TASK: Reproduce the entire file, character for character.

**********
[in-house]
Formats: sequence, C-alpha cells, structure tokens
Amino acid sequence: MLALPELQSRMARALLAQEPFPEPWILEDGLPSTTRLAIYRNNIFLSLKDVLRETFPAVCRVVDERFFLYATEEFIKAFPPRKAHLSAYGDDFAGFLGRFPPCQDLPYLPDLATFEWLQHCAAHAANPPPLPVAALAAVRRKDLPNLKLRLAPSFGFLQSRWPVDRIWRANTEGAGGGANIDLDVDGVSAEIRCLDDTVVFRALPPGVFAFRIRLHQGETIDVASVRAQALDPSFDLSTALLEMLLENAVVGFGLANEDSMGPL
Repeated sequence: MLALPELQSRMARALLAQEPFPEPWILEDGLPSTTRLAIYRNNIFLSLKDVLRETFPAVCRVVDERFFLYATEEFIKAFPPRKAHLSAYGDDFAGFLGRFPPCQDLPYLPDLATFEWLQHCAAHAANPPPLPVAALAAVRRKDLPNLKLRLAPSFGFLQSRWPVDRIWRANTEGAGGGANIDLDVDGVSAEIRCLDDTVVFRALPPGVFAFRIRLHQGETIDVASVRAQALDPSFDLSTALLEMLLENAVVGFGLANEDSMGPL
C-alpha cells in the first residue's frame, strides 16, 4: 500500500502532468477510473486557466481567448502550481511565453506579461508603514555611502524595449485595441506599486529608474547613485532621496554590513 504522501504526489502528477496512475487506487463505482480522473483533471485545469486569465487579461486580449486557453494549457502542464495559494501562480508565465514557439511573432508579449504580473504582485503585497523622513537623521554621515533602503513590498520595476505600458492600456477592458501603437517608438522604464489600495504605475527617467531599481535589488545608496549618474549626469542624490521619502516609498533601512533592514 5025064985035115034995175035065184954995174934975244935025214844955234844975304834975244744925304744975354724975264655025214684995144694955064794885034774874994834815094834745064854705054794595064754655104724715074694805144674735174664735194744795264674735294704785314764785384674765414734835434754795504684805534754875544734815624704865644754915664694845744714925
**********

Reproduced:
[in-house]
Formats: sequence, C-alpha cells, structure tokens
Amino acid sequence: MLALPELQSRMARALLAQEPFPEPWILEDGLPSTTRLAIYRNNIFLSLKDVLRETFPAVCRVVDERFFLYATEEFIKAFPPRKAHLSAYGDDFAGFLGRFPPCQDLPYLPDLATFEWLQHCAAHAANPPPLPVAALAAVRRKDLPNLKLRLAPSFGFLQSRWPVDRIWRANTEGAGGGANIDLDVDGVSAEIRCLDDTVVFRALPPGVFAFRIRLHQGETIDVASVRAQALDPSFDLSTALLEMLLENAVVGFGLANEDSMGPL
Repeated sequence: MLALPELQSRMARALLAQEPFPEPWILEDGLPSTTRLAIYRNNIFLSLKDVLRETFPAVCRVVDERFFLYATEEFIKAFPPRKAHLSAYGDDFAGFLGRFPPCQDLPYLPDLATFEWLQHCAAHAANPPPLPVAALAAVRRKDLPNLKLRLAPSFGFLQSRWPVDRIWRANTEGAGGGANIDLDVDGVSAEIRCLDDTVVFRALPPGVFAFRIRLHQGETIDVASVRAQALDPSFDLSTALLEMLLENAVVGFGLANEDSMGPL
C-alpha cells in the first residue's frame, strides 16, 4: 500500500502532468477510473486557466481567448502550481511565453506579461508603514555611502524595449485595441506599486529608474547613485532621496554590513 504522501504526489502528477496512475487506487463505482480522473483533471485545469486569465487579461486580449486557453494549457502542464495559494501562480508565465514557439511573432508579449504580473504582485503585497523622513537623521554621515533602503513590498520595476505600458492600456477592458501603437517608438522604464489600495504605475527617467531599481535589488545608496549618474549626469542624490521619502516609498533601512533592514 5025064985035115034995175035065184954995174934975244935025214844955234844975304834975244744925304744975354724975264655025214684995144694955064794885034774874994834815094834745064854705054794595064754655104724715074694805144674735174664735194744795264674735294704785314764785384674765414734835434754795504684805534754875544734815624704865644754915664694845744714925